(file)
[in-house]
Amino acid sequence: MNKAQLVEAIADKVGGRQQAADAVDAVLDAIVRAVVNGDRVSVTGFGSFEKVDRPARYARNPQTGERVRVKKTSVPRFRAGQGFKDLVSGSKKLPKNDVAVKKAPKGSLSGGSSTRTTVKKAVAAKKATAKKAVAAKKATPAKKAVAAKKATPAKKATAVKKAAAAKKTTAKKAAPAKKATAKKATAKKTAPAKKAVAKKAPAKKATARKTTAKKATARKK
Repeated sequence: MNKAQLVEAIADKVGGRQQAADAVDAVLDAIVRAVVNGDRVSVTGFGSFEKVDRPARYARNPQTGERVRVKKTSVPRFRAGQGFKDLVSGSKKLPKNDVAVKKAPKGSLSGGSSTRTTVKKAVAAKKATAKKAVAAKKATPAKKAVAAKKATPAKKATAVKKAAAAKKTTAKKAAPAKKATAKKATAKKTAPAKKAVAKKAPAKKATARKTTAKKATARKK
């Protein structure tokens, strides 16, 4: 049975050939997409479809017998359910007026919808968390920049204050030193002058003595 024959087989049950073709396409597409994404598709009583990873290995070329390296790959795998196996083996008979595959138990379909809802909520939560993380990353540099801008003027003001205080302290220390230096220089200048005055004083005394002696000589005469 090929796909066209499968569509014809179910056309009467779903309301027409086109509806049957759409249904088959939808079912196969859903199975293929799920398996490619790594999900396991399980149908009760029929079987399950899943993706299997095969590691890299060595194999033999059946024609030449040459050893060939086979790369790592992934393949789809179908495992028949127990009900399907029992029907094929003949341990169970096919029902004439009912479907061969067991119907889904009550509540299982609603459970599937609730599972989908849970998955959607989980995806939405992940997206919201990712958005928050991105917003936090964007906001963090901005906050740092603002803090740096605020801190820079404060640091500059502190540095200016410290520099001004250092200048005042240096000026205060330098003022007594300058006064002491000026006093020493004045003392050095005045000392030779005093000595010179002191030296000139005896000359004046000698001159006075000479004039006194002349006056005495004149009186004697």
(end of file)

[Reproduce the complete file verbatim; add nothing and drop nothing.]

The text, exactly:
[in-house]
Amino acid sequence: MNKAQLVEAIADKVGGRQQAADAVDAVLDAIVRAVVNGDRVSVTGFGSFEKVDRPARYARNPQTGERVRVKKTSVPRFRAGQGFKDLVSGSKKLPKNDVAVKKAPKGSLSGGSSTRTTVKKAVAAKKATAKKAVAAKKATPAKKAVAAKKATPAKKATAVKKAAAAKKTTAKKAAPAKKATAKKATAKKTAPAKKAVAKKAPAKKATARKTTAKKATARKK
Repeated sequence: MNKAQLVEAIADKVGGRQQAADAVDAVLDAIVRAVVNGDRVSVTGFGSFEKVDRPARYARNPQTGERVRVKKTSVPRFRAGQGFKDLVSGSKKLPKNDVAVKKAPKGSLSGGSSTRTTVKKAVAAKKATAKKAVAAKKATPAKKAVAAKKATPAKKATAVKKAAAAKKTTAKKAAPAKKATAKKATAKKTAPAKKAVAKKAPAKKATARKTTAKKATARKK
């Protein structure tokens, strides 16, 4: 049975050939997409479809017998359910007026919808968390920049204050030193002058003595 024959087989049950073709396409597409994404598709009583990873290995070329390296790959795998196996083996008979595959138990379909809802909520939560993380990353540099801008003027003001205080302290220390230096220089200048005055004083005394002696000589005469 090929796909066209499968569509014809179910056309009467779903309301027409086109509806049957759409249904088959939808079912196969859903199975293929799920398996490619790594999900396991399980149908009760029929079987399950899943993706299997095969590691890299060595194999033999059946024609030449040459050893060939086979790369790592992934393949789809179908495992028949127990009900399907029992029907094929003949341990169970096919029902004439009912479907061969067991119907889904009550509540299982609603459970599937609730599972989908849970998955959607989980995806939405992940997206919201990712958005928050991105917003936090964007906001963090901005906050740092603002803090740096605020801190820079404060640091500059502190540095200016410290520099001004250092200048005042240096000026205060330098003022007594300058006064002491000026006093020493004045003392050095005045000392030779005093000595010179002191030296000139005896000359004046000698001159006075000479004039006194002349006056005495004149009186004697």